thorized interference. They made a humble con-
fession, and the sentence of non-communion was
rescinded. The way was then prepared for the
ordination of Mr. Leavitt.

A council was convened for this purpose, Oct. 2,
1745. After examining various papers submitted to
them, they adjourned to the 23d of the same month,
and then re-assembled, with an enlargement of their
number. Although Mr. Fisk and several of his
brethren objected, the council voted to proceed to
the services of ordination on the next day.

When, however, the services commenced, the
officiating clergyman was most rudely interrupted.


There was such an outrageous tumult, that the
council retired from the house, and Mr. Leavitt was
ordained under a tree in a field or garden.*

Mr. Fisk was a man of distinguished abilities. But
the principles of ecclesiastical government for which
he contended, were at war with the established
usages of Congregationalism ; and, as applied by
himself, would expose the churches to all the evils
of anarchy in general and despotism in particular.
Aggrieved minorities could have no possible redress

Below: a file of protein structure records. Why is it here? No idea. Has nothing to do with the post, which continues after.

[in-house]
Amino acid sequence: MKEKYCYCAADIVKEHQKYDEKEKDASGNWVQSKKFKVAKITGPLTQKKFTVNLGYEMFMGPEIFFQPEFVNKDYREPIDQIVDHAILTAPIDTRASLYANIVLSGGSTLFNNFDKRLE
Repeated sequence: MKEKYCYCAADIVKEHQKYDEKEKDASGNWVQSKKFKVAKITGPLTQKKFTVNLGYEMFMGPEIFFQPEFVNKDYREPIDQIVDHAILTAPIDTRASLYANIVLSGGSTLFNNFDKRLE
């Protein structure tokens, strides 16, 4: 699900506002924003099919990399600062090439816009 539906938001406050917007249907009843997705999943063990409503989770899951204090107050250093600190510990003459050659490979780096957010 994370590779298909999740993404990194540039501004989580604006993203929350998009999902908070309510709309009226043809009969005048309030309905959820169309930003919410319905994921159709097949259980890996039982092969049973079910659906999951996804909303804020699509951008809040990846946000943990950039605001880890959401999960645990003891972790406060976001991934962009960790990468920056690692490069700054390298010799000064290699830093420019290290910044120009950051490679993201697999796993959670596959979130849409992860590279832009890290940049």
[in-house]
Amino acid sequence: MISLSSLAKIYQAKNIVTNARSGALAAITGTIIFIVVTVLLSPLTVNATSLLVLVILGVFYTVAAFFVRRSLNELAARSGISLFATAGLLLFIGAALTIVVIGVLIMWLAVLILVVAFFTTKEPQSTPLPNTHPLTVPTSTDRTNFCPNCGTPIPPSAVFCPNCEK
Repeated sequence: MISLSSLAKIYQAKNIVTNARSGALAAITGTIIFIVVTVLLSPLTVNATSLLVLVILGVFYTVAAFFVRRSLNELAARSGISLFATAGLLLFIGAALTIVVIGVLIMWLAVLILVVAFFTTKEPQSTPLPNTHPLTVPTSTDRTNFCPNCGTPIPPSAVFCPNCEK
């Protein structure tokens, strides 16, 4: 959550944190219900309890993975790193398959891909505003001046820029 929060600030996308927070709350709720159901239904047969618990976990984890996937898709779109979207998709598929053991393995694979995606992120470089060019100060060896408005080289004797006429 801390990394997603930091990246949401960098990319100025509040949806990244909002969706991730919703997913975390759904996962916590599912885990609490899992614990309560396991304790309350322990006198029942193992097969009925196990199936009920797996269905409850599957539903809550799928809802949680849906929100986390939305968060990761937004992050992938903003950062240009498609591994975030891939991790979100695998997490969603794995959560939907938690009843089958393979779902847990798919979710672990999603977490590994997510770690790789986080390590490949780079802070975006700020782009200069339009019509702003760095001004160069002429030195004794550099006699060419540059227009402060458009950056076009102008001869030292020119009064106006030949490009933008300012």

or relief.

Of the state of the Church and Society, during
the ministry of Mr. Fisk, we have no particular in-
formation. The records of eight years were in his
hands, and they have never yet been found.f

Mr. Leavitt's ministry was prosperous. He was a
man of sound orthodox sentiments, and the Church
became more and more Calvinistic under his preach-
ing. J His memory was very precious to those who
had enjoyed his ministrations. He died February 7,

During his life, repeated unsuccessful attempts
were made to settle the differences between this
Church and that from which they had separated.
Soon after his decease the object was accomplished. |j
The title of First Church was relinquished to the
Confederate Church, and the Confederate Church,
on their part, surrendered a portion of the plate and
other property. From August 2, 1 762, this Church
was called " the Church of which Rev. Dudley
Leavitt was late Pastor," until May 23, 1 763, when
by a formal vote, the Church assumed the name of

* See Appendix E. f .See Appendix F. J See Appendix G. || See Appendix H.


Third Church. Thus the controversy, which in di-
vers forms, had been protracted through more than
thirty years, was brought to a close. Such was the
harmony between the two churches, that when the
Rev. John Huntington was ordained as the Pastor
of the Third Church, he received the right hand of
fellowship from the Rev. Thomas Barnard of the
First Church.

Mr. Huntington's ministry commenced on the
28th of September, 1 763. It was of brief duration.
His health soon failed ; and in less than three years
from the time of his ordination, his people were